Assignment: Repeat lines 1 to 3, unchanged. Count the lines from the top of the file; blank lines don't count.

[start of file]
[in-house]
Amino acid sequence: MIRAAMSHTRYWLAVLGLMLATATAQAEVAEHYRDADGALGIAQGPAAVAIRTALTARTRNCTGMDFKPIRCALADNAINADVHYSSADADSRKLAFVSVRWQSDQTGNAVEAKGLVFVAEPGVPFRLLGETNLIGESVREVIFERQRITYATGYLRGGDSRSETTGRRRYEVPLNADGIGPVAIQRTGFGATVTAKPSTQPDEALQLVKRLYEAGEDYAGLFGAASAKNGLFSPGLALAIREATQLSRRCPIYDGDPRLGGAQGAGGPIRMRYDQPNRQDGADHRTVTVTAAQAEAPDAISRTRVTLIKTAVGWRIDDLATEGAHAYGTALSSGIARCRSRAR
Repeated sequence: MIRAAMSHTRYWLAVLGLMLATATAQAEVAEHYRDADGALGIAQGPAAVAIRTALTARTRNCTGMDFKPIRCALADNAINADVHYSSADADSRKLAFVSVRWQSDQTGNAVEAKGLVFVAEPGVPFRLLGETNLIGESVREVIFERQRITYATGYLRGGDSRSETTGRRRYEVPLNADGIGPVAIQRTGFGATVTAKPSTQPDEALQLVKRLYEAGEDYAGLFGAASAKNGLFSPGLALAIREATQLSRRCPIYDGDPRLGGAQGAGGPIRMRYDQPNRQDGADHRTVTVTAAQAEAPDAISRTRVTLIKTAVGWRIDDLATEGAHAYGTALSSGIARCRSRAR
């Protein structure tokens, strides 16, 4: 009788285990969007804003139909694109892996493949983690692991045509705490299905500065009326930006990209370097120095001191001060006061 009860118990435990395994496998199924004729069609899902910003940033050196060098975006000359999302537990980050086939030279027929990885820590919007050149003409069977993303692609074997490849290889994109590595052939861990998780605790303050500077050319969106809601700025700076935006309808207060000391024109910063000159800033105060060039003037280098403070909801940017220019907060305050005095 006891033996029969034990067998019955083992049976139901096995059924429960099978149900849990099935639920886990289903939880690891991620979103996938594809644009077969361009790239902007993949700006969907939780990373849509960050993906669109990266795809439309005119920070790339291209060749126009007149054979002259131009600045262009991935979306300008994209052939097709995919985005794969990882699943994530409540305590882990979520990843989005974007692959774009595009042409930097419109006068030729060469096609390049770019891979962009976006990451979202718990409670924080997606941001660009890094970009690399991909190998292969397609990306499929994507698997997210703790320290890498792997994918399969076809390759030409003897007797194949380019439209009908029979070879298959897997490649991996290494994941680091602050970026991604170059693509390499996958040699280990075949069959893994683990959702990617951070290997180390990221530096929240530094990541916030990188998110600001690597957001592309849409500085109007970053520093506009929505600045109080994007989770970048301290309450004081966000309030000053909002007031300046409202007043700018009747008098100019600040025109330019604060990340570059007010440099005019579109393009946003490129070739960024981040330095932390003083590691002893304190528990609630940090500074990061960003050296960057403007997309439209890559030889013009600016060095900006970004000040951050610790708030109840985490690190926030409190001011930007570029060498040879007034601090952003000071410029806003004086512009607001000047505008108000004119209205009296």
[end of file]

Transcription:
[in-house]
Amino acid sequence: MIRAAMSHTRYWLAVLGLMLATATAQAEVAEHYRDADGALGIAQGPAAVAIRTALTARTRNCTGMDFKPIRCALADNAINADVHYSSADADSRKLAFVSVRWQSDQTGNAVEAKGLVFVAEPGVPFRLLGETNLIGESVREVIFERQRITYATGYLRGGDSRSETTGRRRYEVPLNADGIGPVAIQRTGFGATVTAKPSTQPDEALQLVKRLYEAGEDYAGLFGAASAKNGLFSPGLALAIREATQLSRRCPIYDGDPRLGGAQGAGGPIRMRYDQPNRQDGADHRTVTVTAAQAEAPDAISRTRVTLIKTAVGWRIDDLATEGAHAYGTALSSGIARCRSRAR
Repeated sequence: MIRAAMSHTRYWLAVLGLMLATATAQAEVAEHYRDADGALGIAQGPAAVAIRTALTARTRNCTGMDFKPIRCALADNAINADVHYSSADADSRKLAFVSVRWQSDQTGNAVEAKGLVFVAEPGVPFRLLGETNLIGESVREVIFERQRITYATGYLRGGDSRSETTGRRRYEVPLNADGIGPVAIQRTGFGATVTAKPSTQPDEALQLVKRLYEAGEDYAGLFGAASAKNGLFSPGLALAIREATQLSRRCPIYDGDPRLGGAQGAGGPIRMRYDQPNRQDGADHRTVTVTAAQAEAPDAISRTRVTLIKTAVGWRIDDLATEGAHAYGTALSSGIARCRSRAR